Looming large in all of this is less availability in the dental workforce as a whole. Why? Well, any number of reasons: parents homeschooling their kids, hesitancy to work in a healthcare environment, lifestyle changes resulting from the pandemic, and so on. All of which adds up to a potential staff shortage, especially exacerbated if there was already a shortage of dental personnel in your area pre-pandemic.
And despite what appears to be a “bleak” outlook, it is completely possible to find great employees right now. In fact, many of our clients all over the US and Canada have hired wonderful new team members recently and their practices are running at highest-ever levels of production.
So, it definitely IS possible. You just need to get a little creative and more attentive and “expert” about hiring.
And to help you do just that, here are eight ways to hire top level talent…right now!
1. Get professional about hiring.
In many dental offices, the Owner and Office Manager consider hiring as something they have to do out of necessity but tend to give it little attention because they have their “real jobs” to work on.
But hiring IS a job. And it’s an important job if you want to have a successful, growing dental practice.
Now is the time to get good at it. Take responsibility for it and be professional about it.
If you’ve struggled to hire and keep good team members, it’s easy to blame the candidates, the environment, or other factors for your ineffectiveness. But please remember, if this is your job and it’s not working out, you bear the responsibility for it. It is up to you to learn how to do it competently and get it done.
2. Use multiple channels to attract candidates.
Use multiple job listing websites. Use word-of-mouth. Put up signs in your office. Ask your staff and your patients if they know anyone that’s looking for a job. You may even have a few patients you’d want to hire! Give recruitment bonuses to your staff when they refer someone that ends up getting hired (and working out for at least 30-90 day). Use social media. Get the word out however you can.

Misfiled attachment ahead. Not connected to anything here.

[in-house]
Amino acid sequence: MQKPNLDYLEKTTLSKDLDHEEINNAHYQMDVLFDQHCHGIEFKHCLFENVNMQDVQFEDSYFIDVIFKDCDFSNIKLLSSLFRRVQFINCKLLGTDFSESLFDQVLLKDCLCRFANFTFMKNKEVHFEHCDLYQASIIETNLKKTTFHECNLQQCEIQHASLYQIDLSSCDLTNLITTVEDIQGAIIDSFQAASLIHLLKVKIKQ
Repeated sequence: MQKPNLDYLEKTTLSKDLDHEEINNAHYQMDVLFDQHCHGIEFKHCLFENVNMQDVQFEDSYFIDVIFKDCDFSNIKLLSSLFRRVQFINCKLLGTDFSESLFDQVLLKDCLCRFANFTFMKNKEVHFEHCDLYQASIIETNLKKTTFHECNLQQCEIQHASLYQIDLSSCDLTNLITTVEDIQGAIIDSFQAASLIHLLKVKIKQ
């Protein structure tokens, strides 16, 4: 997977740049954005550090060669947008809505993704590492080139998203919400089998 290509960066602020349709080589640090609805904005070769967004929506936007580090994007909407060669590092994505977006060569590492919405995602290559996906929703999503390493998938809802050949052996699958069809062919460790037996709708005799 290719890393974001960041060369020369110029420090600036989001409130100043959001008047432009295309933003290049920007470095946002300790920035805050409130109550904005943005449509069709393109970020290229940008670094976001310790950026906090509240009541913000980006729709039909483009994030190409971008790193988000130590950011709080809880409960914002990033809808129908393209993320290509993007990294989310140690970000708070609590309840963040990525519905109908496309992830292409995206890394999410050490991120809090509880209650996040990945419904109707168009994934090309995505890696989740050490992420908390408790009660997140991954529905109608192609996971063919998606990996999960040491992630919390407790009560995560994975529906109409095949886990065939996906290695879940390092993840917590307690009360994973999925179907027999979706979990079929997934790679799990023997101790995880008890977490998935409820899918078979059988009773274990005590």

3. For non-provider jobs, open the search up to include people without dental experience.
Many of the best dental employees I’ve ever worked with came from jobs that had nothing to do with dentistry. There are qualities like a positive attitude, excellent communication skills, productivity, etc, that are far more important than whether or not they’ve used a dental software before.
So, if it’s a position or skill set that could be trained in-house, don’t focus only on people with dental experience. This more than 10-50Xs your potential hires!
If you need help training new employees, check out DDS Success, our online, on-demand video training platform. We have training for every administrative position in a dental practice – reception, scheduling, finance insurance, and Treatment Coordinator! You can get a free demo of how it works by clicking here.
4. Interview more people and consider doing group interviews.
Hiring is a numbers game. The more people you meet, the more likely you are to find the right person.
If you only have a few potential candidates, the odds that one of them will be the perfect fit are low.
I know that doing one-on-one interviews can be very time-consuming, though. So, for front office positions with a ton of applicants, consider doing group interviews. Get a bigger group of candidates in front of you, then you can pick out the best candidates for a follow-up one-on-one interview. If you don’t have enough space in your office to maintain social distancing or gatherings are prohibited in your locality, you can do it on Zoom or its equivalent.
If you end up with two great candidates, then count your lucky stars and hire them both! Don’t choose one or the other. Bring them both onboard and either a) one of them won’t make it, and that’s okay because you have a backup already being trained, or b) you have two great employees, and that’s okay too because you can always find a way to utilize a highly productive team member to increase practice production and income.